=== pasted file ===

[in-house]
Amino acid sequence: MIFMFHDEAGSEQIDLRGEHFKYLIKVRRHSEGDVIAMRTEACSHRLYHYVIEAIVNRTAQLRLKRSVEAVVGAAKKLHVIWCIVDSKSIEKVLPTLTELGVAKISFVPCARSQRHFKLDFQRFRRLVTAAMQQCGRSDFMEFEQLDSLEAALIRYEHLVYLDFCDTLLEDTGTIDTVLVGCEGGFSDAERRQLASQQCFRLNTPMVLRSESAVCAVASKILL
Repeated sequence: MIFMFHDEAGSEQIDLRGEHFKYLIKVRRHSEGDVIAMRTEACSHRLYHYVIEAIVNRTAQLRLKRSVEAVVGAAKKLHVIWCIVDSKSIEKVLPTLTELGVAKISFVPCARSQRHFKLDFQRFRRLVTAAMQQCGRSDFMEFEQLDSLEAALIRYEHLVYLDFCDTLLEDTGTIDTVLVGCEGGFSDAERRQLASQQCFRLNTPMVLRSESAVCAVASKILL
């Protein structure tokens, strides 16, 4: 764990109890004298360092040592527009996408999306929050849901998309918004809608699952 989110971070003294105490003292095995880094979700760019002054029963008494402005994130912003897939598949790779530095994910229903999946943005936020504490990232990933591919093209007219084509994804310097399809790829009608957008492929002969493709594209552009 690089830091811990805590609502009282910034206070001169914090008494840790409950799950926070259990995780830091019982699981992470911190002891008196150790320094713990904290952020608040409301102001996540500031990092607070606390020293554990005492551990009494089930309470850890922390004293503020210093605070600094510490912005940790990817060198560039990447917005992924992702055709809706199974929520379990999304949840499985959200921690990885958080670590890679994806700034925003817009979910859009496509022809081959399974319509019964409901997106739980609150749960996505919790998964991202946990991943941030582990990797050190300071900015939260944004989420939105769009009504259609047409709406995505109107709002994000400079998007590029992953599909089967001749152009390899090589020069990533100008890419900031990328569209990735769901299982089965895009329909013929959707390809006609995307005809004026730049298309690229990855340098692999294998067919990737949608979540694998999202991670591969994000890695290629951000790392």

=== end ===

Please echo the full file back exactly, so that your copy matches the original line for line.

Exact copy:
[in-house]
Amino acid sequence: MIFMFHDEAGSEQIDLRGEHFKYLIKVRRHSEGDVIAMRTEACSHRLYHYVIEAIVNRTAQLRLKRSVEAVVGAAKKLHVIWCIVDSKSIEKVLPTLTELGVAKISFVPCARSQRHFKLDFQRFRRLVTAAMQQCGRSDFMEFEQLDSLEAALIRYEHLVYLDFCDTLLEDTGTIDTVLVGCEGGFSDAERRQLASQQCFRLNTPMVLRSESAVCAVASKILL
Repeated sequence: MIFMFHDEAGSEQIDLRGEHFKYLIKVRRHSEGDVIAMRTEACSHRLYHYVIEAIVNRTAQLRLKRSVEAVVGAAKKLHVIWCIVDSKSIEKVLPTLTELGVAKISFVPCARSQRHFKLDFQRFRRLVTAAMQQCGRSDFMEFEQLDSLEAALIRYEHLVYLDFCDTLLEDTGTIDTVLVGCEGGFSDAERRQLASQQCFRLNTPMVLRSESAVCAVASKILL
């Protein structure tokens, strides 16, 4: 764990109890004298360092040592527009996408999306929050849901998309918004809608699952 989110971070003294105490003292095995880094979700760019002054029963008494402005994130912003897939598949790779530095994910229903999946943005936020504490990232990933591919093209007219084509994804310097399809790829009608957008492929002969493709594209552009 690089830091811990805590609502009282910034206070001169914090008494840790409950799950926070259990995780830091019982699981992470911190002891008196150790320094713990904290952020608040409301102001996540500031990092607070606390020293554990005492551990009494089930309470850890922390004293503020210093605070600094510490912005940790990817060198560039990447917005992924992702055709809706199974929520379990999304949840499985959200921690990885958080670590890679994806700034925003817009979910859009496509022809081959399974319509019964409901997106739980609150749960996505919790998964991202946990991943941030582990990797050190300071900015939260944004989420939105769009009504259609047409709406995505109107709002994000400079998007590029992953599909089967001749152009390899090589020069990533100008890419900031990328569209990735769901299982089965895009329909013929959707390809006609995307005809004026730049298309690229990855340098692999294998067919990737949608979540694998999202991670591969994000890695290629951000790392």